If the authorities are determined to curb slow play, picking on the world No1 while dismissing others who are renowned for their lack of urgency builds no sense
It is the subject guaranteed to send even mild-mannered golfing commentators into a nation of hysterium. Piece the words slacken and play together before watching triggers fly; it can really be great fun. The only thing more consistent than slow play is the regularity with which people prattle on about it.
The fact remains, one of the key elements that harms video games appeal is pace of play. It is unquestionable that time taken for a round offers a cause for people not to bother. Component of that, it has to be said, is societal rather than specific; everything is done quicker or has to be seen to be done quicker than ever before. The flip side? Hours spent on a course can be highly relaxing.
Step forward Jason Day, for whom sprinting when at work has never been a viable alternative. The Australian, the world No1 no less, employed pre-tournament media obligations in Hawaii on Tuesday to insist the fear of upsetting others by not playing quickly enough was detrimental to his progress during 2016.
There were a couple things that I didnt do as well the second half in the season, he said. I wasnt as deliberate going into a shot. Assembling the information, I wasnt as deliberate.
What followed drew inevitable cross-reference to Rory McIlroys explosive commentaries relating to Olympic participation. It also centred socialmedia fury around Day. I cared about, you know, plainly everyone wants to speed up the game, the Australian added. Thats a big subject, to speed up the game.
I dont care so much about speeding up my game. Ive got to get back to what induces me good. If that entails I have to back off five times, then Im going to back off five times before I have to reached the shot.
For recreational golf, I understand. But for golfers that are trying to win and that one shot that could take you out of a play-off, thats important, and you need to make sure that you get everything correct. Were driven by results; we want to be the best and we want to do everything but the average Joe just doesnt get it.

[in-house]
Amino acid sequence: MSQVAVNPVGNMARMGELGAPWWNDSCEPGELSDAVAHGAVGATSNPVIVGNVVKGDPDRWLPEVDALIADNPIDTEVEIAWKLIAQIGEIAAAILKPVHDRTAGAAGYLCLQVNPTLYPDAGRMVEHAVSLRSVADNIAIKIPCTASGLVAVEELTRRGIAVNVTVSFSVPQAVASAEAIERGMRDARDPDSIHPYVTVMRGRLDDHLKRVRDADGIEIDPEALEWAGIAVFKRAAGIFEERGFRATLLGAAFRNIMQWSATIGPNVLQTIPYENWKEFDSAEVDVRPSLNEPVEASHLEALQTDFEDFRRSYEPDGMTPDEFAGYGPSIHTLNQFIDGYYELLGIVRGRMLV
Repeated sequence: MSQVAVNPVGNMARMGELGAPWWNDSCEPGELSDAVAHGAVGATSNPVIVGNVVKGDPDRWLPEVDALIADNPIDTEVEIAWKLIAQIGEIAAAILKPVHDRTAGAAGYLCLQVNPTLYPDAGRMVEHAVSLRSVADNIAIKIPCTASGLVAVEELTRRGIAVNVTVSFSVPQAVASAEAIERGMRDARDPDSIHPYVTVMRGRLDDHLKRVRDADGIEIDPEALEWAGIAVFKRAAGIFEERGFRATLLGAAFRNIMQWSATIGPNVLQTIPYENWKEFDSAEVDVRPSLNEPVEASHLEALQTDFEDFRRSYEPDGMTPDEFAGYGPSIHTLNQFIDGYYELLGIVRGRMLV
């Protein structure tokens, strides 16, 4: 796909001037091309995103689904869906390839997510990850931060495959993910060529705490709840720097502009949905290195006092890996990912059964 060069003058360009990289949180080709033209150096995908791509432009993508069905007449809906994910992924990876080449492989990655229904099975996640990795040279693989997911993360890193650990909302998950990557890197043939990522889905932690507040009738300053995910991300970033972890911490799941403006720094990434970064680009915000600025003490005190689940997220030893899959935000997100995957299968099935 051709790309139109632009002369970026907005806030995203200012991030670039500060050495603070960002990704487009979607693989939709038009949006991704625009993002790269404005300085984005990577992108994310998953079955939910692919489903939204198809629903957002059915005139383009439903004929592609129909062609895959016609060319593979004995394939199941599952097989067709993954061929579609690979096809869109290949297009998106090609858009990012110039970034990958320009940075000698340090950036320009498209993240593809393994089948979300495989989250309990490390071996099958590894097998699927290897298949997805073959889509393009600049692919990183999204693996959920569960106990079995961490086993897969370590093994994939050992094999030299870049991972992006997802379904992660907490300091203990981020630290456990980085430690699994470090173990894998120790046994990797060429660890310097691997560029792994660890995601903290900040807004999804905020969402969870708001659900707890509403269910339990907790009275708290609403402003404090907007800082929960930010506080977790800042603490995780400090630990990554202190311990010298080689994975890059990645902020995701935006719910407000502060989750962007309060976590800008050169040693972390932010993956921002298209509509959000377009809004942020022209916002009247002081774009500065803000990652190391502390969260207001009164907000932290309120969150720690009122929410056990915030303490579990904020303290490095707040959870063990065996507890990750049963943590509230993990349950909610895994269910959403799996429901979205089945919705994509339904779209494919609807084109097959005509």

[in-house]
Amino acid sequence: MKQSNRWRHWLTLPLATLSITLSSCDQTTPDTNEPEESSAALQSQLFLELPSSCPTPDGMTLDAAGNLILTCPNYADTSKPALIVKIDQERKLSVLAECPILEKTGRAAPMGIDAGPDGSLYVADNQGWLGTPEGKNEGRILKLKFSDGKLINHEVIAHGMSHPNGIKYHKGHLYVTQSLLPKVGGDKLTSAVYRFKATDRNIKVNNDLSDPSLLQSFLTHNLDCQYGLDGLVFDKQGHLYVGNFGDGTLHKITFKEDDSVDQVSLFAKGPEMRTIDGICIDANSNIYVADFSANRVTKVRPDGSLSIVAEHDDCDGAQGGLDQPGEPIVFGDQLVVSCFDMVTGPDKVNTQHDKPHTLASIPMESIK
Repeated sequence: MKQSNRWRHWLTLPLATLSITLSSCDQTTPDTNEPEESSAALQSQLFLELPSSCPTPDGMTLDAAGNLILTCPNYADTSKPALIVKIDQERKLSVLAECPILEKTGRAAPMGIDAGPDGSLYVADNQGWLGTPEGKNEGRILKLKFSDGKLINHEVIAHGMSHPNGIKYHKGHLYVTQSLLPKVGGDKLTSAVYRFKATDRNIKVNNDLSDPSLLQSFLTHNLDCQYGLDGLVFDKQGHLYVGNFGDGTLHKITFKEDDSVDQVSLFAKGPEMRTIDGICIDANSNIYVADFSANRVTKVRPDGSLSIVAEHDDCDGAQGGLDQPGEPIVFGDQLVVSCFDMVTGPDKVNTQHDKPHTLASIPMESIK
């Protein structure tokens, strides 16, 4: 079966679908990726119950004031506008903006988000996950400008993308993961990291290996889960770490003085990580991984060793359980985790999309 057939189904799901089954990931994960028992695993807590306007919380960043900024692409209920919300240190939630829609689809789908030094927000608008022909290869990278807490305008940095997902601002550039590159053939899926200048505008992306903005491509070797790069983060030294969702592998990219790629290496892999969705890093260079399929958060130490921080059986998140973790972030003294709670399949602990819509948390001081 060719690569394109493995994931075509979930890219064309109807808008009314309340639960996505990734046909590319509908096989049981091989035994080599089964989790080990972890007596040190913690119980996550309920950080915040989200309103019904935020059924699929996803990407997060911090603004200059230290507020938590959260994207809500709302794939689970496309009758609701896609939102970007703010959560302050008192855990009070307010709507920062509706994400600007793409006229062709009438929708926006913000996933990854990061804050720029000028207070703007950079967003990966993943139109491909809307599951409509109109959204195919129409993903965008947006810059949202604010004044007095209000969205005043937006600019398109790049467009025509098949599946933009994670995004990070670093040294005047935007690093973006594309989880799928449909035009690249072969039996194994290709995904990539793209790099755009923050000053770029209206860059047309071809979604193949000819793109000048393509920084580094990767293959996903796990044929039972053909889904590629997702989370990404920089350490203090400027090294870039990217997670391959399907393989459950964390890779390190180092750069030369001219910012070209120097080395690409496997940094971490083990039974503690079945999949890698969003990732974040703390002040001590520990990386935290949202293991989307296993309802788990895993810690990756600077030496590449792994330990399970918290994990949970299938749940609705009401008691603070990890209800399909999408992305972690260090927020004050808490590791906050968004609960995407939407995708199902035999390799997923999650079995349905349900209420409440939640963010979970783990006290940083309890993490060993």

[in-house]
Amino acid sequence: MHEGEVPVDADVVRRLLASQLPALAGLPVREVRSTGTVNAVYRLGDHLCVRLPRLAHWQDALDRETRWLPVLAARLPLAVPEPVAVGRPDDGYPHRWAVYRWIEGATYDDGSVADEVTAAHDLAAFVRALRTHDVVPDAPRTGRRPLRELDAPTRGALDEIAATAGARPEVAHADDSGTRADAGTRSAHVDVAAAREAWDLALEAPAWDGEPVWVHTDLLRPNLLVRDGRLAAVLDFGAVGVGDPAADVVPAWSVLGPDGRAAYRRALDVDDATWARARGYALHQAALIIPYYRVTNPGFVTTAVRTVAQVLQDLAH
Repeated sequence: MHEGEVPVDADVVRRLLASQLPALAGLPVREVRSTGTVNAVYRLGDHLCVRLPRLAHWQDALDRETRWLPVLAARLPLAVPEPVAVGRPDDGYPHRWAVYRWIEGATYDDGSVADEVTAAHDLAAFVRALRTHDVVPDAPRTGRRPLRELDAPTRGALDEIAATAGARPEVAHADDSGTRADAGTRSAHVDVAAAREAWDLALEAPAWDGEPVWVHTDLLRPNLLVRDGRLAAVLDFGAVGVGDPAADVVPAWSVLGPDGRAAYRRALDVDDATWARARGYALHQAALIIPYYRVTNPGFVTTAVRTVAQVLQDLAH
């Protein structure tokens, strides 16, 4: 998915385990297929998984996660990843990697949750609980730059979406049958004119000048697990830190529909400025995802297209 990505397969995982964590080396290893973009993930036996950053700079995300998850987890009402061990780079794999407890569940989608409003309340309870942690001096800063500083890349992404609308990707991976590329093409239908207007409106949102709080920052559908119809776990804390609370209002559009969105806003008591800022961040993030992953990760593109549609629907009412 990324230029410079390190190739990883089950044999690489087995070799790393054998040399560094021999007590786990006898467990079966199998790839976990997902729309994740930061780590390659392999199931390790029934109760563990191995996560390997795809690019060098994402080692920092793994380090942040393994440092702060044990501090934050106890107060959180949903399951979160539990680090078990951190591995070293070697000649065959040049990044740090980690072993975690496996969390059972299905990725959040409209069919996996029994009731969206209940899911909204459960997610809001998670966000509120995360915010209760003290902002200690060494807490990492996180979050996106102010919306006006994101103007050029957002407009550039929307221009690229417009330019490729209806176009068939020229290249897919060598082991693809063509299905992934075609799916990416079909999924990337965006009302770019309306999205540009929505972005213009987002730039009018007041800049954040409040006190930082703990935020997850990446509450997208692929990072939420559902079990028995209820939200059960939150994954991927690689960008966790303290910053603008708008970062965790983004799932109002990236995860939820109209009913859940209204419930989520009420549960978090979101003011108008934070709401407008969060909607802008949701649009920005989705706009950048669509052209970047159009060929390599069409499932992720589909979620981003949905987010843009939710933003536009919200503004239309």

That was just one of the things I wasnt as deliberate that I should have been and thats what Ive got to try and do a lot more, be a little bit more deliberate going into a shot and make sure I do everything correctly.
The Day stigma itself is curious. For all there is no doubt he is deliberate to the phase of slow at times, others apply the same approach without anything like the associated drama. Henrik Stenson and Sergio Garca spring instantly to mind. When Stenson railed against an over-zealous referee whom, the Swede believed, cost him the 2015 Arnold Palmer Invitational there was little in the way of comeback. I thought we were here to play golf , not finish at 6pm, Stenson said. Others are intentionally slow depending on circumstances.
The notion that Day must be wildly chided for his sentiment is unfair and on quite a lot of levels. Day, like McIlroy, will advance the sport by winning marquee tournaments. When the 29 -year-old annihilated the field at the Players Championship in May last year , nobody severely insisted that shot hour entailed an asterisk be applied.
He is perfectly correct to point out the enormous stakes being played for by a collecting of players who are separated by very little at the summit of video games. They are doing this on courses that are savagely tough and necessitate deception because of how far equipment has advanced distance.
For Day to recognise what had propelled him to the top of his sport in the first place is also reasonable. He did this within the rules; if the PGA Tour has no inclination to punish Day for what others regard as too slow play, why should he feel the need to change approach?
The controversial part relates to Days average Joe analogy. Again, though, it actually has merit. If a 55 -year-old, 12 disability amateur playing for sweep money or less in a club medal believes an overstated preshot routine and round of five hours is perfectly fine on the basis it applies to Jason Day, their own problems is nothing to do with the former US PGA champion.
Amateur footballers dont follow the diet or training regime of Lionel Messi. Club tennis players dont participate in the length of warm-up or warmdown session like Andy Murray, just as they dont pack in work for a month of warm-weather training. Elite sport is different, common sense tells us that much.
Days goal for 2017 involves approaching the peak he likely scaled too early last year. Injury, so often a Day bedfellow, was significant as he could not build serious impact at the majors, a second at the US PGA aside.
If Day feels returning to earlier style should be the foundation to his pursuits, who are now we to argue? Abruptly holding the top-ranked player on the planet to account for the athletics ills is woeful exaggeration.
Read more: www.theguardian.com